There are also several clever ways to use the Xperia Tablet Z with other Sony products you might own. NFC is on-board for one-touch connecting with headphones, for example, and with Xperia Link you can simply tap your Xperia phone to the tablet to share its data connection.
Other Sony love-ins include the ability to ‘throw’ content from the Tablet Z to your Bravia TV and the ability to wirelessly connect a Dualshock 3 PS3 controller for serious tablet gaming.
Sony Xperia Tablet Z review: Camera
We won’t dwell too long on the Tablet Z’s camera – if you’re looking for a device to take a decent picture, then tablets simply aren’t the way to go. That said, there is an 8MP camera on board if you need it, and a helpful 2.2MP front-facer for video calls and selfies.
The photo performance is average. In good natural light, images can look OK, but are full of noise (if pretty accurate colour-wise) when played back on the Z’s screen. Like the iPad, there’s no flash for dark shots and there’s a rather strange quirk of the landscape Android menu bar staying in that orientation even when the camera (and all its menus) is used in portrait.
The camera app has plenty of options, including an Intelligent Auto setting, individual scene selection, panorama mode and a burst mode for taking a load of shots in a row. There’s a handful of picture effects too, but none rival the likes of Instagram for when you need to make a bad snap look good.
There’s a 1080p video mode too, but once again results are variable. It particularly struggles with exposure in bright light as high dynamic range (HDR) is an option for still shots only.
Sony Xperia Tablet Z review: Sound quality
Being a Sony product, sound has been pushed as a big part of the Xperia Tablet Z. The layout of the ‘speaker halls’ on left and right corners might seem prone to being covered when you hold the thing, but in actual fact we didn’t find that to be the case, whichever way round we held it.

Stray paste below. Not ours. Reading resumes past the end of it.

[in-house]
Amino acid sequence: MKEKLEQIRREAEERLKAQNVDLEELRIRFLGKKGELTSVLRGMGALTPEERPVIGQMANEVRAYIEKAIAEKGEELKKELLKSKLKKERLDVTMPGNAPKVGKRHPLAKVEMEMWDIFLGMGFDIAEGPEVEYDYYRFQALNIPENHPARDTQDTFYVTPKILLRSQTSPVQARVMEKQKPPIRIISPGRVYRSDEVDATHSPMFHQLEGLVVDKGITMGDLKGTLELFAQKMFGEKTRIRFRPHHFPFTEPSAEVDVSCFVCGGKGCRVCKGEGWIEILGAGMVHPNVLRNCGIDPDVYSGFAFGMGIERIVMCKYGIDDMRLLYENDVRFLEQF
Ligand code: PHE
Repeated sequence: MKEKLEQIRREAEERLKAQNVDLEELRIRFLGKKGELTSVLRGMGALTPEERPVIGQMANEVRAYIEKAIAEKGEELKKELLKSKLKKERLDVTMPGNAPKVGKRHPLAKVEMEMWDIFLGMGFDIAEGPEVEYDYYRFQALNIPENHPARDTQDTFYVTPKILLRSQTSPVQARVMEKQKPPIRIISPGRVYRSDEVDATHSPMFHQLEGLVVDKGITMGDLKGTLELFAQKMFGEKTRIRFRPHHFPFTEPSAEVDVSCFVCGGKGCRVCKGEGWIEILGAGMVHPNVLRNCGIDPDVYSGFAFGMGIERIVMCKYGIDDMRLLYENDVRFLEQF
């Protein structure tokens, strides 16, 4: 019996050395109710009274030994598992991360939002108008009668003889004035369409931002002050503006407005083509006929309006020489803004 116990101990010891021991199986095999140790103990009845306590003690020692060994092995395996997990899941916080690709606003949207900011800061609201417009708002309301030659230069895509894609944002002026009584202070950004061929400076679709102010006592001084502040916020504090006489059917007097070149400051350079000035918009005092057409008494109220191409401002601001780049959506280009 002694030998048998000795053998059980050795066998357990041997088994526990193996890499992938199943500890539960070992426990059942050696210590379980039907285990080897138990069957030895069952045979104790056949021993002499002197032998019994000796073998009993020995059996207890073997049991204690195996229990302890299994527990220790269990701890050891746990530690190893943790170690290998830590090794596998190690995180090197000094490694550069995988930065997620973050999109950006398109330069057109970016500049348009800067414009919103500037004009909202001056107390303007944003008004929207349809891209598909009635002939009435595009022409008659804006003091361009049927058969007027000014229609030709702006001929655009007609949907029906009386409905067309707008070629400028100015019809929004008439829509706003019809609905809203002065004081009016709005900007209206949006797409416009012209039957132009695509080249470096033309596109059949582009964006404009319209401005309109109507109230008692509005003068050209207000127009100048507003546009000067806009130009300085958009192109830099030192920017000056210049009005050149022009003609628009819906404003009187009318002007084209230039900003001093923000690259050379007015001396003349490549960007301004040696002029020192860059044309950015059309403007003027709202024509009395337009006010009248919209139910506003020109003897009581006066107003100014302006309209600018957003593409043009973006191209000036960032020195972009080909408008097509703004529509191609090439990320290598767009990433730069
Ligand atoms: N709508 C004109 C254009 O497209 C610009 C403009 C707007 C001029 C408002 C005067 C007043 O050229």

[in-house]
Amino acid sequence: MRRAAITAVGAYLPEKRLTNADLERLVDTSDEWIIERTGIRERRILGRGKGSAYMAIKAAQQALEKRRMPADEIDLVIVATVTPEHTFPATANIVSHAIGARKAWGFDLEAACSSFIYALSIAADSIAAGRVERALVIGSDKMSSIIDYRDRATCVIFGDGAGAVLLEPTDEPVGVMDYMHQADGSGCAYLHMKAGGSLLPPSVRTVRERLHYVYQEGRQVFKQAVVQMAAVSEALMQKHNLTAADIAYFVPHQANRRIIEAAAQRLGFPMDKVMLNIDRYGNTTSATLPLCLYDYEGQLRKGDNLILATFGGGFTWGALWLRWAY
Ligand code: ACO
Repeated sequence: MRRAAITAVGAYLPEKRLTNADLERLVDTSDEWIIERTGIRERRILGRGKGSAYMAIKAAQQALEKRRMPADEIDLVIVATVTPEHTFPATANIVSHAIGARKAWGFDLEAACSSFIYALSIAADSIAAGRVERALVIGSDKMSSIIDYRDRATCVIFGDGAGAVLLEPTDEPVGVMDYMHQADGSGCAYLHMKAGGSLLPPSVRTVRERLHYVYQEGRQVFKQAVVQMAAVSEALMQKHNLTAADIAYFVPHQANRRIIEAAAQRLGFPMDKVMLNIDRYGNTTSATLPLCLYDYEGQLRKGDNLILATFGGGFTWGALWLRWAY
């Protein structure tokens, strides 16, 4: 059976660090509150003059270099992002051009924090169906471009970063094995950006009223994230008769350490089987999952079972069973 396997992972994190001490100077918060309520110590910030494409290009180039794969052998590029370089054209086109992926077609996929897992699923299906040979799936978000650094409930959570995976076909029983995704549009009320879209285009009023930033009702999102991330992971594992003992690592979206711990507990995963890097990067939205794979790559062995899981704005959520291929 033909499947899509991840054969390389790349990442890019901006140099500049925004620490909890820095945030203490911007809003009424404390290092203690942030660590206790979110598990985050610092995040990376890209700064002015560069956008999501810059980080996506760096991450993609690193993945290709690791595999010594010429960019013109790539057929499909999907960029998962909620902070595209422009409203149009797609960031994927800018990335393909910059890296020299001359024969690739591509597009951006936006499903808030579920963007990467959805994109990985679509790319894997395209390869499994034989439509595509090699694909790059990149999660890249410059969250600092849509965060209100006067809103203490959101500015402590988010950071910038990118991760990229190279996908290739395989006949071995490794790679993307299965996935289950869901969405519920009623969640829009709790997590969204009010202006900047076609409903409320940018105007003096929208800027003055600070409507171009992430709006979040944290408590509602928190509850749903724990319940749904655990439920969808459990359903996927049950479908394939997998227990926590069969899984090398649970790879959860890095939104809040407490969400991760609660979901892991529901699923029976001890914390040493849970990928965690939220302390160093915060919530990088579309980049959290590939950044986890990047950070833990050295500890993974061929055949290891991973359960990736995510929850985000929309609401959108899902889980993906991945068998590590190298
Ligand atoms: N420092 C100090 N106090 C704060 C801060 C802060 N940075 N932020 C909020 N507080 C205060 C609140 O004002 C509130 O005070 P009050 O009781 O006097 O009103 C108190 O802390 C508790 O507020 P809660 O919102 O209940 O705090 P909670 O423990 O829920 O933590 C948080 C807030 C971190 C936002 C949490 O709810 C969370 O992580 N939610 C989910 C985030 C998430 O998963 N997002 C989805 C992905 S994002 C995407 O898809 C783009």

Sound from these speakers can err on the tinny side, but delve into the audio settings and there’s a host of options you can tweak to help this. In particular we found the Clear Phase setting, which adjusts the quality of the internal speaker, worked well at bulking out its sound and taking some of the emphasis away from the treble.
xLoud is also a good setting to play with if you’re looking to share your sound with friends, as it’ll boost the tablet’s volume output fairly significantly (although you’ll lose some clarity and detail in exchange).
Playing music through headphones is the best way to go, though, as it shows off plenty of detail and a taut, well-defined bass. There’s still a touch of brightness on occasion, though, so it’s best to steer well clear of the phones ClearAudio+ feature (which boosts the midrange and treble) and look at manually setting the audio levels to find a balance that suits you.
Elsewhere, the Xperia Tablet Z produces a solid, rhythmic sound, with a fine sense of drive and good dynamics.
Sony Xperia Tablet Z: Verdict
We like the Sony Xperia Tablet Z. It does a lot of things right and only very few things terribly wrong, and is easily Sony’s best tablet to date. The design is a little Marmite, but its slim and light frame makes it the perfect travelling companion.
If you have plenty of other Sony products, the Tablet Z will slot in with them seamlessly – but there aren’t many other USPs. Its waterproof ability is certainly one of them, but that doesn’t have quite the same universal appeal as Apple’s App Store or the Google Nexus 10’s crisp screen and great battery life.
It’s £80 pricier than the excellent 16GB Nexus 10 too, which immediately puts a difficult battle on its hands: it costs the same as the full-sized iPad – £400 for the 16GB wi-fi or £500 for the 16GB LTE.
Sony fans will love the Tablet Z, but there are better tablets out there for less money. And no amount of waterproofing can change that…
Sony Xperia Z: hands-on pictures